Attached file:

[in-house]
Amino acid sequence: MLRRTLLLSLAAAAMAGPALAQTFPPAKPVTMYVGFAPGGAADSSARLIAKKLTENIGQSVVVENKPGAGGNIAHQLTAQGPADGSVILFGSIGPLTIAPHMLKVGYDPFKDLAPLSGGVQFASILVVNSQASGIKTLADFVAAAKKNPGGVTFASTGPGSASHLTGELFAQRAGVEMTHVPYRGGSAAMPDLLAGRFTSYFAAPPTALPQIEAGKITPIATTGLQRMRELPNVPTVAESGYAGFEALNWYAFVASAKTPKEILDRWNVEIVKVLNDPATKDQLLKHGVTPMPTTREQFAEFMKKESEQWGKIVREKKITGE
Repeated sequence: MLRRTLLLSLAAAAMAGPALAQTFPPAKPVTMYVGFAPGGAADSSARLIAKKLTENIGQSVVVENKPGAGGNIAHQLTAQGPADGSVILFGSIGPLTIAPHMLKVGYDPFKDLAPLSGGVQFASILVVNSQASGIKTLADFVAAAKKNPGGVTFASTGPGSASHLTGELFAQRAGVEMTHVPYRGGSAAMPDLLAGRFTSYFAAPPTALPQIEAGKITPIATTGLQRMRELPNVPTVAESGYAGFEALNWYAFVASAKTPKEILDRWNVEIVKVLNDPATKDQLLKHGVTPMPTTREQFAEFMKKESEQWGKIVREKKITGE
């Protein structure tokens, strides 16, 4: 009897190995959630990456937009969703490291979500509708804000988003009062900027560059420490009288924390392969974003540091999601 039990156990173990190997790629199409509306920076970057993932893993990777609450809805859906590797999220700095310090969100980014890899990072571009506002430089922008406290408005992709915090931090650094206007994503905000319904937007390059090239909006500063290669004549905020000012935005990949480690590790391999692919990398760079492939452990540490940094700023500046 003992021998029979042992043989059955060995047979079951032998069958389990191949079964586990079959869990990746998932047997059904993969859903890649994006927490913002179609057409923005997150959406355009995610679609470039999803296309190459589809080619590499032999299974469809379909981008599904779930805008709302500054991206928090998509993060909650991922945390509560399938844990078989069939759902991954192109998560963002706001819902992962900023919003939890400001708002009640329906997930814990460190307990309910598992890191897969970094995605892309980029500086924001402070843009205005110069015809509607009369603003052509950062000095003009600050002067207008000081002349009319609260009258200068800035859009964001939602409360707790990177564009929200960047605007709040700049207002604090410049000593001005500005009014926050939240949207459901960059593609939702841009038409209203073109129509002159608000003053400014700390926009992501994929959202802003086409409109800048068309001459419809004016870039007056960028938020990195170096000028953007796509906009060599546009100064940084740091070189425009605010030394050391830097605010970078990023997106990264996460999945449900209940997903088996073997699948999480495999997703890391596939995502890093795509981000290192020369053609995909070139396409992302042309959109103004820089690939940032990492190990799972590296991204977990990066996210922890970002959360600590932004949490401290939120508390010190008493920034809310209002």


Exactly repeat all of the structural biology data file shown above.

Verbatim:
[in-house]
Amino acid sequence: MLRRTLLLSLAAAAMAGPALAQTFPPAKPVTMYVGFAPGGAADSSARLIAKKLTENIGQSVVVENKPGAGGNIAHQLTAQGPADGSVILFGSIGPLTIAPHMLKVGYDPFKDLAPLSGGVQFASILVVNSQASGIKTLADFVAAAKKNPGGVTFASTGPGSASHLTGELFAQRAGVEMTHVPYRGGSAAMPDLLAGRFTSYFAAPPTALPQIEAGKITPIATTGLQRMRELPNVPTVAESGYAGFEALNWYAFVASAKTPKEILDRWNVEIVKVLNDPATKDQLLKHGVTPMPTTREQFAEFMKKESEQWGKIVREKKITGE
Repeated sequence: MLRRTLLLSLAAAAMAGPALAQTFPPAKPVTMYVGFAPGGAADSSARLIAKKLTENIGQSVVVENKPGAGGNIAHQLTAQGPADGSVILFGSIGPLTIAPHMLKVGYDPFKDLAPLSGGVQFASILVVNSQASGIKTLADFVAAAKKNPGGVTFASTGPGSASHLTGELFAQRAGVEMTHVPYRGGSAAMPDLLAGRFTSYFAAPPTALPQIEAGKITPIATTGLQRMRELPNVPTVAESGYAGFEALNWYAFVASAKTPKEILDRWNVEIVKVLNDPATKDQLLKHGVTPMPTTREQFAEFMKKESEQWGKIVREKKITGE
């Protein structure tokens, strides 16, 4: 009897190995959630990456937009969703490291979500509708804000988003009062900027560059420490009288924390392969974003540091999601 039990156990173990190997790629199409509306920076970057993932893993990777609450809805859906590797999220700095310090969100980014890899990072571009506002430089922008406290408005992709915090931090650094206007994503905000319904937007390059090239909006500063290669004549905020000012935005990949480690590790391999692919990398760079492939452990540490940094700023500046 003992021998029979042992043989059955060995047979079951032998069958389990191949079964586990079959869990990746998932047997059904993969859903890649994006927490913002179609057409923005997150959406355009995610679609470039999803296309190459589809080619590499032999299974469809379909981008599904779930805008709302500054991206928090998509993060909650991922945390509560399938844990078989069939759902991954192109998560963002706001819902992962900023919003939890400001708002009640329906997930814990460190307990309910598992890191897969970094995605892309980029500086924001402070843009205005110069015809509607009369603003052509950062000095003009600050002067207008000081002349009319609260009258200068800035859009964001939602409360707790990177564009929200960047605007709040700049207002604090410049000593001005500005009014926050939240949207459901960059593609939702841009038409209203073109129509002159608000003053400014700390926009992501994929959202802003086409409109800048068309001459419809004016870039007056960028938020990195170096000028953007796509906009060599546009100064940084740091070189425009605010030394050391830097605010970078990023997106990264996460999945449900209940997903088996073997699948999480495999997703890391596939995502890093795509981000290192020369053609995909070139396409992302042309959109103004820089690939940032990492190990799972590296991204977990990066996210922890970002959360600590932004949490401290939120508390010190008493920034809310209002």